I have loved David Letterman since his stand-up days. I watched him move from the Tonight Show with Johnny Carson to a short-lived and very odd daytime talk/semi-variety show to Late Night with David Letterman on NBC to his current digs on CBS, The Late Show with David Letterman. During that time, I would hear people complain about something Dave did on one of his shows or a strange guest he had or a stunt he pulled, and the complaint would invariably end with: "I just don’t get why he’s supposed to be funny. That was so annoying!" After one of Dave’s oddest shows in which the camera on him was timed to rotate 360 degrees throughout the hour, a friend of mine came up to me the following morning and said: "THAT was completely stupid and irritating! I wanted to slap the shit outta him!" And, I laughed. I thought it was hilarious, of course.
Whether it was the Panicky Guy, or the Guy Under the Stairs, or Stupid Pet Tricks, or Brother Theodore (a Klaus Kinksiesque performance artist with a thick German accent and a stare that could freeze a bonfire), I snorted and howled and giggled my way through each episode of the Letterman television sampler. It was all dark chocolate to me, and to hell with those who didn’t "get" it. To this day, I still think the Oscar night hosted by Dave was the best Oscar night of them all. Sadie the Spinning Dog! Oprah Uma! Fabulous!
In his later years, I’ve watched Dave grow into an elder statesman of television fun with the grace of a figure skater. When he recovered from his heart surgery, he hosted the entire staff of people who had brought him through his near-death ordeal, including the nurses who had attended him. Putting his arm around one of them, he said: "Ladies and gentleman—this woman wiped my ass!" It was funny, but his tribute to them was a tear jerker, and he thanked them for saving his life. I cried right along with him. When his son, Harry, was born, I was struck by the overt love Dave radiated—even while making jokes about his own reactions to the birth process. In sharing his life with myself and others, Dave has managed to make himself three dimensional in a way that no other television personality has accomplished. With his self-deprecating humor and wry confessions of his own inadequacies, he peels off the famous veneer and reveals himself to be one of us—just a guy trying to live a good life, do right by others, entertain, and be honest. While I admire Jay Leno’s car collection, I’d rather sit and have coffee and bullshit with Dave—he seems more like the people I already hang out with.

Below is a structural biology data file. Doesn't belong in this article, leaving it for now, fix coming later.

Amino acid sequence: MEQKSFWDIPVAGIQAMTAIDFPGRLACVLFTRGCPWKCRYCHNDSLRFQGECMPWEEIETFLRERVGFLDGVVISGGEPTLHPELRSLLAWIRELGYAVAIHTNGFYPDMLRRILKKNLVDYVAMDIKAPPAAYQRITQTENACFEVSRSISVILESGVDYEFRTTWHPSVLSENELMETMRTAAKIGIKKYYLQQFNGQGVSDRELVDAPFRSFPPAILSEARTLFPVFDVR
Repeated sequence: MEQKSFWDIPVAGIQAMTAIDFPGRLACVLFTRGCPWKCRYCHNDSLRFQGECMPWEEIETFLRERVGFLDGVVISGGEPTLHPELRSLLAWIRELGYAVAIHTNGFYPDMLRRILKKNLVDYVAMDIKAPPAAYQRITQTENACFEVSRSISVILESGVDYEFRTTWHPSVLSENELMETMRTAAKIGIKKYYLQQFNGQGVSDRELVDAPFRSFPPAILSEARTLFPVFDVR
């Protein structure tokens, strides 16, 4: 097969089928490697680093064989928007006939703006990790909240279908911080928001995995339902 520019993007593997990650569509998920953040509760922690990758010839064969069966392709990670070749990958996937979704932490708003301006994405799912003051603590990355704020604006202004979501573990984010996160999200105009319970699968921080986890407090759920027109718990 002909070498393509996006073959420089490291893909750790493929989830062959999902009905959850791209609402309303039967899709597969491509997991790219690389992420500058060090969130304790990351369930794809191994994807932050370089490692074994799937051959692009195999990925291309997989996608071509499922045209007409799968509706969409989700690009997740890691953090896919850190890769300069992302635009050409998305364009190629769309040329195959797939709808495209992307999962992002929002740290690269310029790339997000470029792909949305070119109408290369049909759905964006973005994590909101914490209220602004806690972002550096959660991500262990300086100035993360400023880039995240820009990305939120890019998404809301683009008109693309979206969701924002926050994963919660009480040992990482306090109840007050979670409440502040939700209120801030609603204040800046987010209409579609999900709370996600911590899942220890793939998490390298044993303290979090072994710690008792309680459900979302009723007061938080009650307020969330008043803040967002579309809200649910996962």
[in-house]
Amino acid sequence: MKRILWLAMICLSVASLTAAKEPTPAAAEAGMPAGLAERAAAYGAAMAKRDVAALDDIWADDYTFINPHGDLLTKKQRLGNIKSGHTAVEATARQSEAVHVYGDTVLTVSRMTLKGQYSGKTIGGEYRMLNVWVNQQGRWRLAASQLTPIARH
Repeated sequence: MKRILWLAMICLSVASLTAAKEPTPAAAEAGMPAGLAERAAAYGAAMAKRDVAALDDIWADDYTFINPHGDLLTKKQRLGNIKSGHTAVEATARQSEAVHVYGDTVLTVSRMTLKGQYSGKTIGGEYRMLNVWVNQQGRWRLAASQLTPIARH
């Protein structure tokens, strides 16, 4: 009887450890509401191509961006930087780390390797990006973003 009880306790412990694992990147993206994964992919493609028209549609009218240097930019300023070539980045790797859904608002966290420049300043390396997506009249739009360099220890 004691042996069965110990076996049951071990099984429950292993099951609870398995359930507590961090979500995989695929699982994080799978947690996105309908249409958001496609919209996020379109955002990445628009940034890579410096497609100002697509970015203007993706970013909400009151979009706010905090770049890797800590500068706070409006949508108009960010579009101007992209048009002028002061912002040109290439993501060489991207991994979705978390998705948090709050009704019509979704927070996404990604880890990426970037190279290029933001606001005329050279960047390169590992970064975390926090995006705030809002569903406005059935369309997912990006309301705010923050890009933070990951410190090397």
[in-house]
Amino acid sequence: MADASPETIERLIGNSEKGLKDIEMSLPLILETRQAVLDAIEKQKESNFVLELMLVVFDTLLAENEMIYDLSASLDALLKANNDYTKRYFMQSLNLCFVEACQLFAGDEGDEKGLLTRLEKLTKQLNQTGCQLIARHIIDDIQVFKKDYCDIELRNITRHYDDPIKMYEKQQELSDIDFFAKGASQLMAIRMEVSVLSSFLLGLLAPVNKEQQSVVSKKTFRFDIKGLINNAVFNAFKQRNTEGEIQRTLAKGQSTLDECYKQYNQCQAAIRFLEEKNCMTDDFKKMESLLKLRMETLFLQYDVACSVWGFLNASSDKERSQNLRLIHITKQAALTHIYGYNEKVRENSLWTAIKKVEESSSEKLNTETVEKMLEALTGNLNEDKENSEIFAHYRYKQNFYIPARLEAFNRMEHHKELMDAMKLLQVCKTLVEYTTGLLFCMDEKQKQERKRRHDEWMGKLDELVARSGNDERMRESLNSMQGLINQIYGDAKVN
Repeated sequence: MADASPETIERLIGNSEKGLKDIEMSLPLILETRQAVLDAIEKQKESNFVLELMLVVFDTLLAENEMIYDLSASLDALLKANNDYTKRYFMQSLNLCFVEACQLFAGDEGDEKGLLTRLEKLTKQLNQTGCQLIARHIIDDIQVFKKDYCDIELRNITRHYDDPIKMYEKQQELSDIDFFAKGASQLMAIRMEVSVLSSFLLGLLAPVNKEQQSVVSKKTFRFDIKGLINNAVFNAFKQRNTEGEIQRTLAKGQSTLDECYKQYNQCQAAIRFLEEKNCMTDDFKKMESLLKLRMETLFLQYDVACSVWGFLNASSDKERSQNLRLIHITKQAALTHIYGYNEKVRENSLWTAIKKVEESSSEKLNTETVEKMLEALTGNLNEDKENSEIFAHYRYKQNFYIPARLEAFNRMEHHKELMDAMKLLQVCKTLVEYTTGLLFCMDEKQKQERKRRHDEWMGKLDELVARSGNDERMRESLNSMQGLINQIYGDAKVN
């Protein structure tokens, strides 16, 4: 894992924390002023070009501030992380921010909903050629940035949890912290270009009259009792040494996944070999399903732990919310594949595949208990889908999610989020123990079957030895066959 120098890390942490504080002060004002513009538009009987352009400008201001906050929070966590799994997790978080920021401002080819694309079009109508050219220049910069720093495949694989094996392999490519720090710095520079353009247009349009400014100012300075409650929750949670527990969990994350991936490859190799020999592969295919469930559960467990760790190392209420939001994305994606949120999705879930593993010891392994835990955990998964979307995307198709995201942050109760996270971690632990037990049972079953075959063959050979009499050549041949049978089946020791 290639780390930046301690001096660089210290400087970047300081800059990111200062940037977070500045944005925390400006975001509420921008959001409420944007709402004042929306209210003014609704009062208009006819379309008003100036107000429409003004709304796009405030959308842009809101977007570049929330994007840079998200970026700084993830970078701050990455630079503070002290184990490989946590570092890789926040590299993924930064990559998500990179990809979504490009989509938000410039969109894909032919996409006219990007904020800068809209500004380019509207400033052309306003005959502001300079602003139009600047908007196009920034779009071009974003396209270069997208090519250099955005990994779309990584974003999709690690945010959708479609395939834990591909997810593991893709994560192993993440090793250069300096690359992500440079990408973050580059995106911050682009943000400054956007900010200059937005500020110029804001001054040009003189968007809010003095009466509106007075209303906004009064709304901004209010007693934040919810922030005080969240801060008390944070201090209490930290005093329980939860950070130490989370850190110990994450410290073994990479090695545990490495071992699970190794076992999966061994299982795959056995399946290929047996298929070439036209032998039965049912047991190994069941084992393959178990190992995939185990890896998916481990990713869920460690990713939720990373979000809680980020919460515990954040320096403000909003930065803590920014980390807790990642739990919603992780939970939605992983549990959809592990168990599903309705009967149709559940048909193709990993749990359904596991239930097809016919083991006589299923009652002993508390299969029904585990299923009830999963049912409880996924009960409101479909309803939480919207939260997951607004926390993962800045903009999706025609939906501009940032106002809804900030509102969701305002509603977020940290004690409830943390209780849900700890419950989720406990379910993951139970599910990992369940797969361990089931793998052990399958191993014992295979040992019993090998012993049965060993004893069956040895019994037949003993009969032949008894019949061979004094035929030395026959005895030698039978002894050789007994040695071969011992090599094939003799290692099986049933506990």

On January 30 of this year, Dave hosted the mother of the late Bill Hicks, a comedian of legendary proportion. In October of 1993, Dave censored out an entire routine Hicks had taped for the show because of pressures brought on by Standards and Practices. (Evidently they didn’t see Desperate Housewives coming at all.) It was ultimately Dave’s decision to cancel Hicks’ performance, and it earned Dave a lot of emnity from the Hicks camp, and from other comedians. Dave, having made his bones doing stand-up, must have taken leave of his senses. A few months later, Bill Hicks died of cancer, and the memory of that cancelled act must have festered in Letterman’s soul all these years. In an act of attrition and conscience, Dave had Mary Hicks on the show and played the entire performance of her son. He apologized (a media critic called it "grovelling") handsomely, and received his chewing out from Mrs. Hicks with calm stoicism. He had it coming, after all.
I dare anyone who reads this to say they’ve never embarrassed themselves, done something stupid, or offended anyone. I’m guilty of all that and worse. For most of my wrongs, I’ve made amends. What Dave did wasn’t all that remarkable when you think about it. He was righting a wrong and making amends. Although he missed making direct amends to Bill, the gesture was not an empty one, and it seems fairly clear to me that Letterman meant it sincerely. What IS remarkable is that the incident probably wasn’t something most of us remember, but Dave remembered it, and exposed his own screw up to the world. In a day and age when we have Wall Street CEOs unapologetically ripping off millions of people and destroying our economy, and evil bastards like Bernard Madoff destroy the lives and dreams of thousands in a ponzi scheme without a hint of remorse, and former Presidents and Vice Presidents refusing to admit they have done anything ill—it is simply amazing to see someone as well-known as David Letterman perform a public apology and admission of wrong-doing. He is a fine American. I salute him.